Recently I needed to look up an address for a meeting and noticed a new link on the pop-up on google maps: street view. I clicked this and was amazed with a 360 degree panning view of that location. The great part is that I was able to look "across the street" from where I was going and spotted a landmark I am familiar with. That made it very easy to determine where I needed to go.
However, I then mapped my house and did the street view there. It was a little creepy to have the amount of detail that I did of my house from the street. Luckily my garage door was closed, but when doing the same for my mother's place, her garage door was open and her jeep was visible inside. Zooming in I could almost make out the license plate and with some photoshopping I imagine it wouldn't be hard to get the detail. This raises a very interesting question about privacy. Taking a picture from a public street seems legal enough, but then creating a database that anyone in the world can access takes it to a new level. Let's say that someone wants to look for a neighborhood to burgle. Clicking down the streets might show you an area where lots of people had their garage door open and there are nice cars inside. It's also disturbing to think of people being caught in the images. While I didn't see anyone in the images I looked at, my mother said that while clicking down the main street in her town she saw someone on a bike "in front" of her and then they disappeared in a frame down the way. And as you can see in the image I captured of Pearl and 28th streets in Boulder, there are a lot of cars visible in the image.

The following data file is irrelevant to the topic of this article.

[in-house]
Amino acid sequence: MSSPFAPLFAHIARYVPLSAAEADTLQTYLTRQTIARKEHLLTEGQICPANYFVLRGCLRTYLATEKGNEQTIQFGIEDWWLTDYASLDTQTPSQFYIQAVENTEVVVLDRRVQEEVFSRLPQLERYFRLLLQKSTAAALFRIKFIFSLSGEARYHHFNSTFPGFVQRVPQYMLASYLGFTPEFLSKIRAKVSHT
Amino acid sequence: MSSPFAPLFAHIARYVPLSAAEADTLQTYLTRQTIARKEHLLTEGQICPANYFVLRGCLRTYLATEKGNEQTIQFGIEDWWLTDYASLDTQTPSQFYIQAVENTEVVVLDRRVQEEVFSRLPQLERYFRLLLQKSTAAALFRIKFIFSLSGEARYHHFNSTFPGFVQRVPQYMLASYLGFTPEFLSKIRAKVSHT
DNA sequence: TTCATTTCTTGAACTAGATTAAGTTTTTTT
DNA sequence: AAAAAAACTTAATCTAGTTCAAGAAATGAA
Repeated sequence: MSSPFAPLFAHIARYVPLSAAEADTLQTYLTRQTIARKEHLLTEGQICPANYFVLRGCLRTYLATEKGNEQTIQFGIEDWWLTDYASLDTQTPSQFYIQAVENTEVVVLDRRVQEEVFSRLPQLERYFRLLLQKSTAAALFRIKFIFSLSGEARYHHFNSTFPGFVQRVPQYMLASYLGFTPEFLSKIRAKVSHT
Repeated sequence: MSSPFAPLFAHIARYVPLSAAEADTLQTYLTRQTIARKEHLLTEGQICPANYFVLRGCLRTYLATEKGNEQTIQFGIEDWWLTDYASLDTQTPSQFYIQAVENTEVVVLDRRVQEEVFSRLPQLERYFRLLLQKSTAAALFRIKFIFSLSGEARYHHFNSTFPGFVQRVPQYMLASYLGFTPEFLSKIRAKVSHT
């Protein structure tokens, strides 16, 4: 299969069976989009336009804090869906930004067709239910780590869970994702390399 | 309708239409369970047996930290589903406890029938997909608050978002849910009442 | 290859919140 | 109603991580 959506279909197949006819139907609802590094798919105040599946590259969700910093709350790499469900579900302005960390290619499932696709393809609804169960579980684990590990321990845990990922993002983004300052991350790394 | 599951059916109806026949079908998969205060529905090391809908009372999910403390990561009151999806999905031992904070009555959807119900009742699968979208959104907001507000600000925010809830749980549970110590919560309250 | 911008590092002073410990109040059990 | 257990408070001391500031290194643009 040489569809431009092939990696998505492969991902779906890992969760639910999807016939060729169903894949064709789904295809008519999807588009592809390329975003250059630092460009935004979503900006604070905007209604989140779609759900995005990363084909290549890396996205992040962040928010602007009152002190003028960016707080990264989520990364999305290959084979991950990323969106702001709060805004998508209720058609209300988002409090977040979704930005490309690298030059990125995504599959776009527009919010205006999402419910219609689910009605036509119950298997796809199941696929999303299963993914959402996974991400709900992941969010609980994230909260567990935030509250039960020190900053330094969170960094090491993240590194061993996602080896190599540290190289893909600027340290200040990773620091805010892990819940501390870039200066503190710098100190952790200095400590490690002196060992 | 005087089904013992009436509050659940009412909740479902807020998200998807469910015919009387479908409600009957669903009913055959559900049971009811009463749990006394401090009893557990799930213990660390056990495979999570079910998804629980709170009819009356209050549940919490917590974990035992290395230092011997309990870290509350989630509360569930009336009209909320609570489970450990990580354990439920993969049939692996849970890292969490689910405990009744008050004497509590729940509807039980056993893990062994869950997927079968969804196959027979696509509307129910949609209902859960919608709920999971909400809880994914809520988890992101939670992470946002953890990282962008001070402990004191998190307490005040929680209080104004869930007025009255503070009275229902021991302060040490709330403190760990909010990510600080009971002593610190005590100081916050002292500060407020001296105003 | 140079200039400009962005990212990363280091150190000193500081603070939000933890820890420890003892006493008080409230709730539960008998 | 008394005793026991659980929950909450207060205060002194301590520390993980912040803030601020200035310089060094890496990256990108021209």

There are clearly advantages to having this data available when trying to get to a location you're unfamiliar with, but is this opening the door to potentially massive problems?
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